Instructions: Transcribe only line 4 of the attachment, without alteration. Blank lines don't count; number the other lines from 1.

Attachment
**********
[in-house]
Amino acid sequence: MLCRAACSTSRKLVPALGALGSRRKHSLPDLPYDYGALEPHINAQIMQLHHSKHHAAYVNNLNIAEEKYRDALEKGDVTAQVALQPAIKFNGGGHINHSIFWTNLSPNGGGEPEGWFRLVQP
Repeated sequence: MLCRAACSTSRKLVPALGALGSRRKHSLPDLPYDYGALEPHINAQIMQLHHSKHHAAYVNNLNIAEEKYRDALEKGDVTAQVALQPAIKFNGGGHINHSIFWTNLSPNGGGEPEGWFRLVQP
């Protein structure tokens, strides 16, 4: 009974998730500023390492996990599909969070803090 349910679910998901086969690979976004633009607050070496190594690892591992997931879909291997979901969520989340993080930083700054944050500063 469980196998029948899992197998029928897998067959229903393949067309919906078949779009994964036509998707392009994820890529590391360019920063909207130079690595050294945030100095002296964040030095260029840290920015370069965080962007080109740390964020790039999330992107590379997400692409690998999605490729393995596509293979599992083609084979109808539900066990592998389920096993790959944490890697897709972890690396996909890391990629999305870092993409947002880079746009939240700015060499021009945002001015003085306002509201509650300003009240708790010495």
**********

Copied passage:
């Protein structure tokens, strides 16, 4: 009974998730500023390492996990599909969070803090 349910679910998901086969690979976004633009607050070496190594690892591992997931879909291997979901969520989340993080930083700054944050500063 469980196998029948899992197998029928897998067959229903393949067309919906078949779009994964036509998707392009994820890529590391360019920063909207130079690595050294945030100095002296964040030095260029840290920015370069965080962007080109740390964020790039999330992107590379997400692409690998999605490729393995596509293979599992083609084979109808539900066990592998389920096993790959944490890697897709972890690396996909890391990629999305870092993409947002880079746009939240700015060499021009945002001015003085306002509201509650300003009240708790010495």